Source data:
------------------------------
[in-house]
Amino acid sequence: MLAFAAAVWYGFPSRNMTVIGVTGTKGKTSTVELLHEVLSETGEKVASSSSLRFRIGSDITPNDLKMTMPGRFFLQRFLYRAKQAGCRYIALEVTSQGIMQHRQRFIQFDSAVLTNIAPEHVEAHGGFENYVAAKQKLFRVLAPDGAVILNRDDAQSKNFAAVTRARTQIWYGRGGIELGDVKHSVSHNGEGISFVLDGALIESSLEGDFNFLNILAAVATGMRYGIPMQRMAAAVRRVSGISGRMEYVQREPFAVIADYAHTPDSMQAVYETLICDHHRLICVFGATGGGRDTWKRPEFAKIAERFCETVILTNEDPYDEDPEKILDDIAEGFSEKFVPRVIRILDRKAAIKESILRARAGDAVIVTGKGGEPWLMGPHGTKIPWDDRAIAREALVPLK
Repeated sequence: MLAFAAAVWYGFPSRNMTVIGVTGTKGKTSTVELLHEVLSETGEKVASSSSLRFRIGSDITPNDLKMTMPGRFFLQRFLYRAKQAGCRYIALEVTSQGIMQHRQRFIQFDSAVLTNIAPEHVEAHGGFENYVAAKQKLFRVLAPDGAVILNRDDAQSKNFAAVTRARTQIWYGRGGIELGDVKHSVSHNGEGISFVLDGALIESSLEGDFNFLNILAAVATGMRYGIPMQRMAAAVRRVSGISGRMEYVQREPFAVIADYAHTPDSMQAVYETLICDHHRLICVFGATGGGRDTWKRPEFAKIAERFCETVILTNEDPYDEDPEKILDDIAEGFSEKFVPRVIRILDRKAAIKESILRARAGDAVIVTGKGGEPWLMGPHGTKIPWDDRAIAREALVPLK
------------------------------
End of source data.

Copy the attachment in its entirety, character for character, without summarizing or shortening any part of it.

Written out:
[in-house]
Amino acid sequence: MLAFAAAVWYGFPSRNMTVIGVTGTKGKTSTVELLHEVLSETGEKVASSSSLRFRIGSDITPNDLKMTMPGRFFLQRFLYRAKQAGCRYIALEVTSQGIMQHRQRFIQFDSAVLTNIAPEHVEAHGGFENYVAAKQKLFRVLAPDGAVILNRDDAQSKNFAAVTRARTQIWYGRGGIELGDVKHSVSHNGEGISFVLDGALIESSLEGDFNFLNILAAVATGMRYGIPMQRMAAAVRRVSGISGRMEYVQREPFAVIADYAHTPDSMQAVYETLICDHHRLICVFGATGGGRDTWKRPEFAKIAERFCETVILTNEDPYDEDPEKILDDIAEGFSEKFVPRVIRILDRKAAIKESILRARAGDAVIVTGKGGEPWLMGPHGTKIPWDDRAIAREALVPLK
Repeated sequence: MLAFAAAVWYGFPSRNMTVIGVTGTKGKTSTVELLHEVLSETGEKVASSSSLRFRIGSDITPNDLKMTMPGRFFLQRFLYRAKQAGCRYIALEVTSQGIMQHRQRFIQFDSAVLTNIAPEHVEAHGGFENYVAAKQKLFRVLAPDGAVILNRDDAQSKNFAAVTRARTQIWYGRGGIELGDVKHSVSHNGEGISFVLDGALIESSLEGDFNFLNILAAVATGMRYGIPMQRMAAAVRRVSGISGRMEYVQREPFAVIADYAHTPDSMQAVYETLICDHHRLICVFGATGGGRDTWKRPEFAKIAERFCETVILTNEDPYDEDPEKILDDIAEGFSEKFVPRVIRILDRKAAIKESILRARAGDAVIVTGKGGEPWLMGPHGTKIPWDDRAIAREALVPLK